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3 Things I’d Like to See Different in Windows 8

Now that the Windows 8 Consumer Preview has been available for download for around a month, I’ve had the time to use it and compare with the Developer Preview of late last year. Overall I have to say it is shaping up to be the most solid OS I’ve had the pleasure of using in quite some time, and provides exactly the refresh that Windows has needed in recent years. I’d encourage everyone to download the preview and see just how good the upgrade really is. But of course, rarely does anyone get big changes done right on the first try, and Microsoft is no exception. I applaud their innovations with the new OS, but during my use of it over the last few months certain things have continually stood out to me as sorely lacking. Here are the top 3 things I would like to see different in Windows 8, either by its official release later this year, in a future service pack, or if all else fails, in Windows 9.


1. Start Screen folders.

While the new Start Screen may be intimidating at first, after spending time with it first in the developer preview and now again in the consumer preview, I can definitely say I’m a fan of the new system. It may appear overly simplistic, but laying beneath the surface is a powerful new interface that will keep you out of the normal Windows desktop a lot more than you might expect…by choice! With this great balance of simplicity and power in mind, I can’t really figure out why Microsoft hasn’t made any sort of folder system for the new Start Screen. Grouping icons is sufficient, but let’s face it, the average person keeps a lot of stuff in their Start menu that they don’t necessarily care to see on a daily basis. Rarely visited shortcuts (e.g. readme.txt) that normally are comfortably tucked away now share equal real estate as major apps and files. Of course one can always remove these shortcuts from the start menu entirely and then simply run a search for them later, but I personally find this to be a potentially awkward way to work with certain kinds of files. Employing folders may be falling back a bit into the old way of doing things, which isn’t what Windows 8 is all about, but in this case we’re talking one of those things that is still in use for good reason: it works. We still file away physical documents in physical folders, and virtual files in virtual folders in other applications, so why not on our Start Screens?

2. Unified Taskbar and Gadgets.

I have to admit, though it was odd at first not having any sort of Start button or Windows Orb on my taskbar, I’ve gotten used to it quite quickly, and in fact feel it is time to already be taking the next step: eliminating the taskbar. With the left side of the Windows 8 screen already handling some multitasking (and in a superior way to the taskbar, I might add), the main use of that old, familiar taskbar is rendered superfluous. You can still line up icons for quick access, which presently isn’t possible in any new Windows 8 features, but could it be that these icons too could be better handled elsewhere? I think the answer to this question lies in Gadgets. Already gadgets (both included and downloadable) duplicate many features handled by the taskbar; you’ve got your clock, WiFi connectivity, Bluetooth…why not turn the rest of the taskbar’s functions into gadgets as well? Desktop icons could be simple gadgets instead of the old .lnk files, which would allow for greater flexibility (individual icon resizing, anyone?), and as far as system tray functions go, some could be turned into gadgets as mentioned before, while the rest could easily be merged into the right hand panel of Windows 8, which already features a list of connected devices and the most common settings. The result of all these changes would be a cleaner, much more streamlined desktop without duplicated features that suffer from split functionality.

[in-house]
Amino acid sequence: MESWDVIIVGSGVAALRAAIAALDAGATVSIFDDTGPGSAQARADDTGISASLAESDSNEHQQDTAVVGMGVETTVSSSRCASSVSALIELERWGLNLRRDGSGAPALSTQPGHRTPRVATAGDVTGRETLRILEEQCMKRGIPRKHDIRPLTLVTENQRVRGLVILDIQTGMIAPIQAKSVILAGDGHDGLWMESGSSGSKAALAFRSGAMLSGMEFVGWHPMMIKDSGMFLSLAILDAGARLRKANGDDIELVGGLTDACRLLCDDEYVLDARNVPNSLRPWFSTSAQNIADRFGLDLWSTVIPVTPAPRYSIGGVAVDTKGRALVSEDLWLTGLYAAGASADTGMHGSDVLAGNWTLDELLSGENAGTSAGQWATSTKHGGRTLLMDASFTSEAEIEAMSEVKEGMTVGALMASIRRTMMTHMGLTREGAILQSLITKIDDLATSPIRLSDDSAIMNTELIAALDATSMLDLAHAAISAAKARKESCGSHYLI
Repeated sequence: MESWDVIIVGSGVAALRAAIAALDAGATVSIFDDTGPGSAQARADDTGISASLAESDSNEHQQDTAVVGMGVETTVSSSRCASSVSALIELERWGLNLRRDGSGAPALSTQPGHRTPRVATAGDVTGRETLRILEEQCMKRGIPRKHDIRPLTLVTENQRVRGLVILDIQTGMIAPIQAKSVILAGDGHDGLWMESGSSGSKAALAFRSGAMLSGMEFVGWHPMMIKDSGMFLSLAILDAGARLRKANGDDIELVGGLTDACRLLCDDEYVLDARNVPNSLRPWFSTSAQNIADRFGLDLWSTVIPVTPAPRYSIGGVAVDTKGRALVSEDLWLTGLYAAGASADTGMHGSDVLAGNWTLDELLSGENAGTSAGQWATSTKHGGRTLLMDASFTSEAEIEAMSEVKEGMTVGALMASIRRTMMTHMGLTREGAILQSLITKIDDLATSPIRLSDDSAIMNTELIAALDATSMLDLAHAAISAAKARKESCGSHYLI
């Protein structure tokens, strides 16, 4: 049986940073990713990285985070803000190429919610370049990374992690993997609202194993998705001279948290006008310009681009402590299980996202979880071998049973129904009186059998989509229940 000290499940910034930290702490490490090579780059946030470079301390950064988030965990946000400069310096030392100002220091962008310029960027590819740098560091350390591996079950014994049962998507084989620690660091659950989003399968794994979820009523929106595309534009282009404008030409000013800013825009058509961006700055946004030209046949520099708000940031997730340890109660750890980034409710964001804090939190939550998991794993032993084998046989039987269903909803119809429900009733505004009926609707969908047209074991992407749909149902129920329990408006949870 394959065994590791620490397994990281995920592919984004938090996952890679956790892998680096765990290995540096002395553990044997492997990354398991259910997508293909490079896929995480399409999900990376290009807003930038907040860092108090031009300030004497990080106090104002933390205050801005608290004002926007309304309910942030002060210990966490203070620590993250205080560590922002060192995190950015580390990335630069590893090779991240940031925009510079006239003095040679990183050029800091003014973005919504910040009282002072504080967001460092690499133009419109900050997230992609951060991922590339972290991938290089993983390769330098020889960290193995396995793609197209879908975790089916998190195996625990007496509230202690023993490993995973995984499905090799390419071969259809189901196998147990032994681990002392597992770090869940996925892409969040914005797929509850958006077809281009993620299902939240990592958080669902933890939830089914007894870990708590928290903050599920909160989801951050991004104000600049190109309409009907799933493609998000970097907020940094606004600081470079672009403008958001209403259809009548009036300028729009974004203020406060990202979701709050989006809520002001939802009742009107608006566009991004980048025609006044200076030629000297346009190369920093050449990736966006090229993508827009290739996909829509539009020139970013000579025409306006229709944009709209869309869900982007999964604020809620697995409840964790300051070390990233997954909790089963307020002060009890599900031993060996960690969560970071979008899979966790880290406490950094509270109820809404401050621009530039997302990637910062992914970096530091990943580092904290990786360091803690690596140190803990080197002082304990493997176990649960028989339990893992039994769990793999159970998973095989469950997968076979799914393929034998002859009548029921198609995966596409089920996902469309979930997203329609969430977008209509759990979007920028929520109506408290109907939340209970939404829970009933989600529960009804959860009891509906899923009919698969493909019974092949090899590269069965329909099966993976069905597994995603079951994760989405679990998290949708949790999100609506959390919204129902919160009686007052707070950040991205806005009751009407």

3. Greater Customization.

Although Windows 8 customization has already improved vastly since the developer preview, for any power user out there, what’s available will feel seriously lacking. The window decorations still use essentially the same skinning engine we’ve seen now for nearly 12 years, and STILL we have to use uxtheme patches to enable custom, user-made themes. Considering how many of such themes are out there these days, I’d say it’s high time for Microsoft to admit that the user demand is there, and native support for custom themes would be warmly welcomed. As for the new Metro aspects of Windows 8, the options are pretty much limited to a serious of flat color choices that dictate the rest of the operating system’s appearance, and the option to select an image on your hard drive to replace the default lock screen and Start Menu backgrounds. At this point, that means most of the Metro elements aren’t individually customizable at all (barring some additional DLL patching). I would like to emphasize again, the options are far, far better than what we saw at the end of last year, but you can still count on your Windows 8 installation looking pretty much like everybody else’s. Is that a problem? For the majority of users, probably not. But those of us who spend a lot of our lives inside one of these machines like to maintain some sense of individuality, and like so many other recent products, Windows 8 generally treats user-friendliness and user-customization as mutually exclusive things.

Have you tried the Windows 8 Consumer Preview yet? If so, what did you think of it? Were there any other features you felt were missing that you’d like to see added in by the official release? Hit me up in the comments below!

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